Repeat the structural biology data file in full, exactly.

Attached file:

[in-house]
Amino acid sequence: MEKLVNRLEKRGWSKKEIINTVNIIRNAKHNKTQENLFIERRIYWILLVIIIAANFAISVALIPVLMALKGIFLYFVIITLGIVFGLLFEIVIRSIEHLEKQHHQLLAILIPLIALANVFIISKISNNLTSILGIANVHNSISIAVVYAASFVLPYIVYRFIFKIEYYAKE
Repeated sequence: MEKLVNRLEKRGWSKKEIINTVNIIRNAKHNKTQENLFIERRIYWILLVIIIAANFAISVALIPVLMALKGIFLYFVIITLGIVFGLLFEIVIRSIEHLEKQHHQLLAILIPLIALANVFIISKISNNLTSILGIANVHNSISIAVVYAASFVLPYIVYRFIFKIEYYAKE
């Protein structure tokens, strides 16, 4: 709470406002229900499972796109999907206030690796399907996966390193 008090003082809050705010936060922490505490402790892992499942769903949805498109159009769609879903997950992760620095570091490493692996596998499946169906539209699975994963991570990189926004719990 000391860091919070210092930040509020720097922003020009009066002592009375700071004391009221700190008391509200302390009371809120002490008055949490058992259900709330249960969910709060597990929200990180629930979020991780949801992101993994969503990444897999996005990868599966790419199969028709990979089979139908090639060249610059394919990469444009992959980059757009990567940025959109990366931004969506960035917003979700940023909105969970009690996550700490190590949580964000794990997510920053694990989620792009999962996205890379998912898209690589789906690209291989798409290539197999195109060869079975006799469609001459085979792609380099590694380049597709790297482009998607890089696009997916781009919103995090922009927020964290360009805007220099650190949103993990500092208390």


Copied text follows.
[in-house]
Amino acid sequence: MEKLVNRLEKRGWSKKEIINTVNIIRNAKHNKTQENLFIERRIYWILLVIIIAANFAISVALIPVLMALKGIFLYFVIITLGIVFGLLFEIVIRSIEHLEKQHHQLLAILIPLIALANVFIISKISNNLTSILGIANVHNSISIAVVYAASFVLPYIVYRFIFKIEYYAKE
Repeated sequence: MEKLVNRLEKRGWSKKEIINTVNIIRNAKHNKTQENLFIERRIYWILLVIIIAANFAISVALIPVLMALKGIFLYFVIITLGIVFGLLFEIVIRSIEHLEKQHHQLLAILIPLIALANVFIISKISNNLTSILGIANVHNSISIAVVYAASFVLPYIVYRFIFKIEYYAKE
């Protein structure tokens, strides 16, 4: 709470406002229900499972796109999907206030690796399907996966390193 008090003082809050705010936060922490505490402790892992499942769903949805498109159009769609879903997950992760620095570091490493692996596998499946169906539209699975994963991570990189926004719990 000391860091919070210092930040509020720097922003020009009066002592009375700071004391009221700190008391509200302390009371809120002490008055949490058992259900709330249960969910709060597990929200990180629930979020991780949801992101993994969503990444897999996005990868599966790419199969028709990979089979139908090639060249610059394919990469444009992959980059757009990567940025959109990366931004969506960035917003979700940023909105969970009690996550700490190590949580964000794990997510920053694990989620792009999962996205890379998912898209690589789906690209291989798409290539197999195109060869079975006799469609001459085979792609380099590694380049597709790297482009998607890089696009997916781009919103995090922009927020964290360009805007220099650190949103993990500092208390």